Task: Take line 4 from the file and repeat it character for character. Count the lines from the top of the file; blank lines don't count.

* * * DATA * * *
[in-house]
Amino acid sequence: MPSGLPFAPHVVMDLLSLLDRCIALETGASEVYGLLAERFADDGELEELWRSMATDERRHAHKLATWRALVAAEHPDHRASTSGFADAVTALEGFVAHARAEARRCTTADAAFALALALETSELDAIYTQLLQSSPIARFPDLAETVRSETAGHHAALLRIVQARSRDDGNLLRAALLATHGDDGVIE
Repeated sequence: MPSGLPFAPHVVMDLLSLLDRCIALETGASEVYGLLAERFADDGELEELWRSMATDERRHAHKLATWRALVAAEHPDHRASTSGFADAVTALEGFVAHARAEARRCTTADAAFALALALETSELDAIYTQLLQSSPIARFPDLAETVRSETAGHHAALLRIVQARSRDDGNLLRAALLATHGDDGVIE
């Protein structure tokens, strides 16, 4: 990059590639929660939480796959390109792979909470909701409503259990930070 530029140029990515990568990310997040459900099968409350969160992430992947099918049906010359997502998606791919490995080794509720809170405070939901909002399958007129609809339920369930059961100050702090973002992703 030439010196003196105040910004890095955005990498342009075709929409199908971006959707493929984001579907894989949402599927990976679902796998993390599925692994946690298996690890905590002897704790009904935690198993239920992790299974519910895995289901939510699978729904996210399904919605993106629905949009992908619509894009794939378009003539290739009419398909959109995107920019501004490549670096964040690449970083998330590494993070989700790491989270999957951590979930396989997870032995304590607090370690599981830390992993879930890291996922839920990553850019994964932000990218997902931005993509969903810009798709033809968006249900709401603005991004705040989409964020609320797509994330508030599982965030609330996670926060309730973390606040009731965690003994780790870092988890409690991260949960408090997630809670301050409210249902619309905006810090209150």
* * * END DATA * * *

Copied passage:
């Protein structure tokens, strides 16, 4: 990059590639929660939480796959390109792979909470909701409503259990930070 530029140029990515990568990310997040459900099968409350969160992430992947099918049906010359997502998606791919490995080794509720809170405070939901909002399958007129609809339920369930059961100050702090973002992703 030439010196003196105040910004890095955005990498342009075709929409199908971006959707493929984001579907894989949402599927990976679902796998993390599925692994946690298996690890905590002897704790009904935690198993239920992790299974519910895995289901939510699978729904996210399904919605993106629905949009992908619509894009794939378009003539290739009419398909959109995107920019501004490549670096964040690449970083998330590494993070989700790491989270999957951590979930396989997870032995304590607090370690599981830390992993879930890291996922839920990553850019994964932000990218997902931005993509969903810009798709033809968006249900709401603005991004705040989409964020609320797509994330508030599982965030609330996670926060309730973390606040009731965690003994780790870092988890409690991260949960408090997630809670301050409210249902619309905006810090209150």